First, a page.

Enough digression…that ought to demonstrate that at least I’m trying (title tie-in). I am just back from another Plano Art Association 125 Show (for artists residing within 125 miles of Plano, Texas) – the 7th Annual installment. And again, for some reason, this show challenges that working definition … demanding that I change it. The problem is, I don’t respond well to demands. I tend to question them at the least and more often than not, resist them. Whatever it is about this show, I find myself disconcerted more than any other.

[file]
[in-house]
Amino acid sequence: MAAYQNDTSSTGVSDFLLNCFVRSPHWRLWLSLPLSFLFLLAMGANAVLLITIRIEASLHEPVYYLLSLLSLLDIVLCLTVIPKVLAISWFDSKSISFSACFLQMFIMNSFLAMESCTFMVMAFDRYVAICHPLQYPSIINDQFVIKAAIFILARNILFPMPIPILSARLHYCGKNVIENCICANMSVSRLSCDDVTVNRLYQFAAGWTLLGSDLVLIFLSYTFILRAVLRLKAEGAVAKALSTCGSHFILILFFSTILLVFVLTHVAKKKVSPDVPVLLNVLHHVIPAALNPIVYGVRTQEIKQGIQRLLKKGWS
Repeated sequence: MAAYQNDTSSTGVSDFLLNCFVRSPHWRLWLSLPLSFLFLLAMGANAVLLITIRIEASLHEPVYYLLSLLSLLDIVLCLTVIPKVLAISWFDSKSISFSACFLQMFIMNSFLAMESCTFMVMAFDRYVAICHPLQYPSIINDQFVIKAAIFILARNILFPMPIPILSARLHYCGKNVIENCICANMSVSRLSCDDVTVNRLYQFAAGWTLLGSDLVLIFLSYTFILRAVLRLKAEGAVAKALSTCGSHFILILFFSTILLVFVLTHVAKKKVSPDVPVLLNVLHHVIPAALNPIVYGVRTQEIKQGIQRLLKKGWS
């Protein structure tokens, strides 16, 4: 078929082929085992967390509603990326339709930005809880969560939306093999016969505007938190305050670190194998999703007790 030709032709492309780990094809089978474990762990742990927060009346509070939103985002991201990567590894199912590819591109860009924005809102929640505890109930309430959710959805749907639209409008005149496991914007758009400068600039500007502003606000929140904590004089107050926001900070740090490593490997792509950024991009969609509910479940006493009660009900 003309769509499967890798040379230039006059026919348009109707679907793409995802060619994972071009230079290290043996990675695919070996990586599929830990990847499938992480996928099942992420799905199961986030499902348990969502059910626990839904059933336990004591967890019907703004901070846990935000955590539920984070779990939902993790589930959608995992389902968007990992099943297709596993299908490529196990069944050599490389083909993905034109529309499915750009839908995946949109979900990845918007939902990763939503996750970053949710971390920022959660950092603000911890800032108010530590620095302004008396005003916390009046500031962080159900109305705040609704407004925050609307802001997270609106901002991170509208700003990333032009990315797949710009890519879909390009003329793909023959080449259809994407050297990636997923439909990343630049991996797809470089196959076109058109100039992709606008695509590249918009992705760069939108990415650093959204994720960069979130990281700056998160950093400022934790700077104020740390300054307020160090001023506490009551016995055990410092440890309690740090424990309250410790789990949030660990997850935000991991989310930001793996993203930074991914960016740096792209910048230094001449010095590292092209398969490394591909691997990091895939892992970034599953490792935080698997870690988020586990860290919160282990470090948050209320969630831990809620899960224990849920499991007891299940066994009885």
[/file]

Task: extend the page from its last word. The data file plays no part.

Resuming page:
A back story to explain something before I continue… as I’ve noted before, my wife Andrea’s  emersion as a professional artist two years ago, as well as her taking over CityARTCal, Inc., and publishing Fine Art in Dallas this past year, has exposed me to a world far outside my comfort zone. Almost two years ago, she came back from a visit to The Modern in Fort Worth, excited about what she saw/experienced. She was showing me some pictures of pieces she found inspiring and one exhibit was of a huge array of wrapped hard candies. I said out loud, “That’s not art.” You might anticipate the reaction, but I have it etched permanently in my brain: “You can leave the room now.” I left, but now when she asks my opinion (a rare occurrence…she knows me) and if I think to myself those three words … I simply say “I can leave the room now.” No argument. Simple, eh?